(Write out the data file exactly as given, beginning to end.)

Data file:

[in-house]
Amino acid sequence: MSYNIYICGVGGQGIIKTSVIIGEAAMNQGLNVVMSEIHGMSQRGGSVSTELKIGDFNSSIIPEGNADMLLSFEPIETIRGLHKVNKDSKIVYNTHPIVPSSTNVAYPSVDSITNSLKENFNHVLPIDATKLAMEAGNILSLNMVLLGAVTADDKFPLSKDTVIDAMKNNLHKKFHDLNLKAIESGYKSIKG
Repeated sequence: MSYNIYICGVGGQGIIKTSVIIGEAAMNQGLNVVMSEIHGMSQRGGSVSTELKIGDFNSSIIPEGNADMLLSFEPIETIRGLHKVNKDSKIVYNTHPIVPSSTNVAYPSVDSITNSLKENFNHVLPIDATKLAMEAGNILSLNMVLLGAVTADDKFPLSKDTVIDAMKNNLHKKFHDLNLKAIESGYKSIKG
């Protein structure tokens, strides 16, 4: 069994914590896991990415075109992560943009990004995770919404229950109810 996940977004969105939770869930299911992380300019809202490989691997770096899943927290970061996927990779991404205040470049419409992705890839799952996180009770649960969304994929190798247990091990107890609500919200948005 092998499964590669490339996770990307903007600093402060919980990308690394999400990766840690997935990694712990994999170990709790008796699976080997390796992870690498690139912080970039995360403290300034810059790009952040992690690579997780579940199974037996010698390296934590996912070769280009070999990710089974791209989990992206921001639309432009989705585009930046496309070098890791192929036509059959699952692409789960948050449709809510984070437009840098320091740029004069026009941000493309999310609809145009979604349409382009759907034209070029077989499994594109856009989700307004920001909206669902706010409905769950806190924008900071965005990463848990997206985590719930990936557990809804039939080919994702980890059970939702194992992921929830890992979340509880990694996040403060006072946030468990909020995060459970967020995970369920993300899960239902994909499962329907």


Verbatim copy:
[in-house]
Amino acid sequence: MSYNIYICGVGGQGIIKTSVIIGEAAMNQGLNVVMSEIHGMSQRGGSVSTELKIGDFNSSIIPEGNADMLLSFEPIETIRGLHKVNKDSKIVYNTHPIVPSSTNVAYPSVDSITNSLKENFNHVLPIDATKLAMEAGNILSLNMVLLGAVTADDKFPLSKDTVIDAMKNNLHKKFHDLNLKAIESGYKSIKG
Repeated sequence: MSYNIYICGVGGQGIIKTSVIIGEAAMNQGLNVVMSEIHGMSQRGGSVSTELKIGDFNSSIIPEGNADMLLSFEPIETIRGLHKVNKDSKIVYNTHPIVPSSTNVAYPSVDSITNSLKENFNHVLPIDATKLAMEAGNILSLNMVLLGAVTADDKFPLSKDTVIDAMKNNLHKKFHDLNLKAIESGYKSIKG
């Protein structure tokens, strides 16, 4: 069994914590896991990415075109992560943009990004995770919404229950109810 996940977004969105939770869930299911992380300019809202490989691997770096899943927290970061996927990779991404205040470049419409992705890839799952996180009770649960969304994929190798247990091990107890609500919200948005 092998499964590669490339996770990307903007600093402060919980990308690394999400990766840690997935990694712990994999170990709790008796699976080997390796992870690498690139912080970039995360403290300034810059790009952040992690690579997780579940199974037996010698390296934590996912070769280009070999990710089974791209989990992206921001639309432009989705585009930046496309070098890791192929036509059959699952692409789960948050449709809510984070437009840098320091740029004069026009941000493309999310609809145009979604349409382009759907034209070029077989499994594109856009989700307004920001909206669902706010409905769950806190924008900071965005990463848990997206985590719930990936557990809804039939080919994702980890059970939702194992992921929830890992979340509880990694996040403060006072946030468990909020995060459970967020995970369920993300899960239902994909499962329907």